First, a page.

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      9 Johnson & Johnson innovations that helped drive medicine forward
      Three Johnson & Johnson inventions on a rainbow background

      9 Johnson & Johnson innovations that helped drive medicine forward

      From a superior way to sterilize surgical products to lifesaving medicine to treat a drug-resistant disease, check out just some of the ways Johnson & Johnson has exemplified innovation—and shared its breakthroughs with the world.

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      From its earliest days, Johnson & Johnson has been committed to innovation and driving medical advancements forward. That cutting-edge work might include reinventing or refining existing medical tools, systems and machinery to make them perform stronger and better. Or it could be about taking an entirely new approach to treating a disease or condition that ends up promoting faster, safer recovery—and saves lives.

      Since the 1880s, Johnson & Johnson scientists and researchers have racked up a lot of achievements—many of them the first, or one of the first, of their kind. Here’s a look at nine from the company’s long list of “firsts” in the pharmaceutical and medical technology sectors that have changed the trajectory of healthcare.
      • J&J industrial steam sterilizer machine in black and white
        Image Courtesy: Johnson & Johnson Archives

        A Better Way to Sterilize Surgical Products

        After four years in business manufacturing sterile surgical supplies like gauze, sutures and cotton, Johnson & Johnson pioneers industrial steam sterilization and brings it to its production line. The new process not only speeds up output, but it ensures that each item the company manufactures is uniformly germ-free.

        Steam sterilization by a machine is a major advancement compared to the standard sterilization method of the era: sanitizing products by hand, which was more laborious and time-consuming, and not always as effective.
      • Depuy fitted splints on white bacground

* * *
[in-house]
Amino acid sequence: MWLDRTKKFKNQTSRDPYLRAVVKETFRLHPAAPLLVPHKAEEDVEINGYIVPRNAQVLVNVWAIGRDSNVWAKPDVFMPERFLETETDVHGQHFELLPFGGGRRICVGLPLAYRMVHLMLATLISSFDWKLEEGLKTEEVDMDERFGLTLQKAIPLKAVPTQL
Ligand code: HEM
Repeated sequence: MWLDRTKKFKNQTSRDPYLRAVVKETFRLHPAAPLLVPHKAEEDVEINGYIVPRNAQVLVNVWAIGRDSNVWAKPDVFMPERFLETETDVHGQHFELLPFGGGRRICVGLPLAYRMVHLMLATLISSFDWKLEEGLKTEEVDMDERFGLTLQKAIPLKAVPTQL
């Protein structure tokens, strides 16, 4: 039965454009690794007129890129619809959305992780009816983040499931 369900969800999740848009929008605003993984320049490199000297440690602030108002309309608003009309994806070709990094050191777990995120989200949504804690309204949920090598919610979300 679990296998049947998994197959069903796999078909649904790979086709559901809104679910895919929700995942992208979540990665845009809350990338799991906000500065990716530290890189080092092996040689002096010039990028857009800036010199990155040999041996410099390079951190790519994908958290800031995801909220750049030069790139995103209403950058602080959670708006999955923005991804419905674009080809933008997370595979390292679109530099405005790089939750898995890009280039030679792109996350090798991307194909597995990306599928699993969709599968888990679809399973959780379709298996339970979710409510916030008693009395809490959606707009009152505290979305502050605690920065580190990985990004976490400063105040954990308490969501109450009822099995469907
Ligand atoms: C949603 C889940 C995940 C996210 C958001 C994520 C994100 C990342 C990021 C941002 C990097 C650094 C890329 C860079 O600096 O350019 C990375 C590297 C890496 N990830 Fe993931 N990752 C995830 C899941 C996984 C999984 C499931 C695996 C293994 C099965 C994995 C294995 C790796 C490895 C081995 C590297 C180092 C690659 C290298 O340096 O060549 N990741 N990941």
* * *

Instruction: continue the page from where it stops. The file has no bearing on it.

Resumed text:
Image courtesy: ©Andrew McCaul Photography

        Splints That Fit Properly

        Inventor Revra DePuy launches the world’s first orthopedics company in Indiana and begins making the first fitted splints for the treatment of fractures, sprains and other musculoskeletal injuries.

        “These fitted splints could be shaped to individual limbs to better heal orthopedic injuries, and they replaced earlier makeshift splinting methods like barrel staves (thin strips of wood used to make a barrel),” says Margaret Gurowitz, Johnson & Johnson Chief Historian. In 1998, DePuy becomes part of Johnson & Johnson’s orthopedics business.
      • A black and white image of Orthe-Gynol birth control vaginal gel
        Image courtesy of Johnson & Johnson Archives

        Science-Based Birth Control

        Johnson & Johnson markets Ortho-Gynol, the first contraceptive gel and family planning product available by prescription. Developed at the request of doctors to fill the need for a trusted, science-based family planning product, Ortho-Gynol allows women to take charge of birth control.

        Before it appeared, available contraception options included condoms, diaphragms and cervical caps. But these methods weren’t easy to obtain, since U.S. law at the time largely prohibited their sale.
      • A doctor writing down a prescription for a patient

        A Game-Changing Drug for Mental Health

        A groundbreaking prescription drug becomes the first FDA-approved antipsychotic therapy that patients could take at home—rather than under the supervision of healthcare professionals at a facility.

        “Developed by Dr. Paul Janssen and first synthesized nine years earlier in 1958, this medication revolutionized the treatment of schizophrenia,” says Gurowitz. “It’s the first of many generations of medicines to treat patients with schizophrenia from the Janssen Pharmaceutical Companies of Johnson & Johnson.”